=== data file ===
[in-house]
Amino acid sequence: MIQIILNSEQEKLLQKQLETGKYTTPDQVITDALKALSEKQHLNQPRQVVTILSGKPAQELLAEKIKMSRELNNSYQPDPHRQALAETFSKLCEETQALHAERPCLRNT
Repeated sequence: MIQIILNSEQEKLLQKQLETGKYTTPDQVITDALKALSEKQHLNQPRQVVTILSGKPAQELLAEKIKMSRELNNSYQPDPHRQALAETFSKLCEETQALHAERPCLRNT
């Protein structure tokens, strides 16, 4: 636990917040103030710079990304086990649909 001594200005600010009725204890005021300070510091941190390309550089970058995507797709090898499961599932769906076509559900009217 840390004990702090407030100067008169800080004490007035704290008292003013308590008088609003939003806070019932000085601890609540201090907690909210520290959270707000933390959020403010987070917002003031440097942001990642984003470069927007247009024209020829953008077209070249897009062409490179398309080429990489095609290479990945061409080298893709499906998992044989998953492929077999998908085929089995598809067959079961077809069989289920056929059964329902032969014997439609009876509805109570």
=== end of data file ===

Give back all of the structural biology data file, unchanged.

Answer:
[in-house]
Amino acid sequence: MIQIILNSEQEKLLQKQLETGKYTTPDQVITDALKALSEKQHLNQPRQVVTILSGKPAQELLAEKIKMSRELNNSYQPDPHRQALAETFSKLCEETQALHAERPCLRNT
Repeated sequence: MIQIILNSEQEKLLQKQLETGKYTTPDQVITDALKALSEKQHLNQPRQVVTILSGKPAQELLAEKIKMSRELNNSYQPDPHRQALAETFSKLCEETQALHAERPCLRNT
């Protein structure tokens, strides 16, 4: 636990917040103030710079990304086990649909 001594200005600010009725204890005021300070510091941190390309550089970058995507797709090898499961599932769906076509559900009217 840390004990702090407030100067008169800080004490007035704290008292003013308590008088609003939003806070019932000085601890609540201090907690909210520290959270707000933390959020403010987070917002003031440097942001990642984003470069927007247009024209020829953008077209070249897009062409490179398309080429990489095609290479990945061409080298893709499906998992044989998953492929077999998908085929089995598809067959079961077809069989289920056929059964329902032969014997439609009876509805109570």